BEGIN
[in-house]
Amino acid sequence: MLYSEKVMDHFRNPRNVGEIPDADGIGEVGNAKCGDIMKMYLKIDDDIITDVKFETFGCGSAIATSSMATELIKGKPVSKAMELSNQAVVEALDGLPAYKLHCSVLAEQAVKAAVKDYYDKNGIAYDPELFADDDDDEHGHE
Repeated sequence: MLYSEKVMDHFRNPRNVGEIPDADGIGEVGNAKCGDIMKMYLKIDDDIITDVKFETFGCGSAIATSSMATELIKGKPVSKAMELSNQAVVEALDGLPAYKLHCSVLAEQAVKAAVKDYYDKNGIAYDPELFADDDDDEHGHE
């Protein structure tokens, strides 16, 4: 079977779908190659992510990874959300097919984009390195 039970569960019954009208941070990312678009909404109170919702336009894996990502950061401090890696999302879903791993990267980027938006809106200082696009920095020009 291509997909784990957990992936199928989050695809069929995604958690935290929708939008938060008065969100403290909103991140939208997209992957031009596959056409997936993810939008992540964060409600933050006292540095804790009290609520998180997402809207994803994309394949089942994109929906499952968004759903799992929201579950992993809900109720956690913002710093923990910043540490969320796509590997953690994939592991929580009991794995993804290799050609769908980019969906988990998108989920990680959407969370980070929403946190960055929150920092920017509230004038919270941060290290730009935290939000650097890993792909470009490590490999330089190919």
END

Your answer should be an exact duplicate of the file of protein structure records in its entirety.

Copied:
[in-house]
Amino acid sequence: MLYSEKVMDHFRNPRNVGEIPDADGIGEVGNAKCGDIMKMYLKIDDDIITDVKFETFGCGSAIATSSMATELIKGKPVSKAMELSNQAVVEALDGLPAYKLHCSVLAEQAVKAAVKDYYDKNGIAYDPELFADDDDDEHGHE
Repeated sequence: MLYSEKVMDHFRNPRNVGEIPDADGIGEVGNAKCGDIMKMYLKIDDDIITDVKFETFGCGSAIATSSMATELIKGKPVSKAMELSNQAVVEALDGLPAYKLHCSVLAEQAVKAAVKDYYDKNGIAYDPELFADDDDDEHGHE
């Protein structure tokens, strides 16, 4: 079977779908190659992510990874959300097919984009390195 039970569960019954009208941070990312678009909404109170919702336009894996990502950061401090890696999302879903791993990267980027938006809106200082696009920095020009 291509997909784990957990992936199928989050695809069929995604958690935290929708939008938060008065969100403290909103991140939208997209992957031009596959056409997936993810939008992540964060409600933050006292540095804790009290609520998180997402809207994803994309394949089942994109929906499952968004759903799992929201579950992993809900109720956690913002710093923990910043540490969320796509590997953690994939592991929580009991794995993804290799050609769908980019969906988990998108989920990680959407969370980070929403946190960055929150920092920017509230004038919270941060290290730009935290939000650097890993792909470009490590490999330089190919």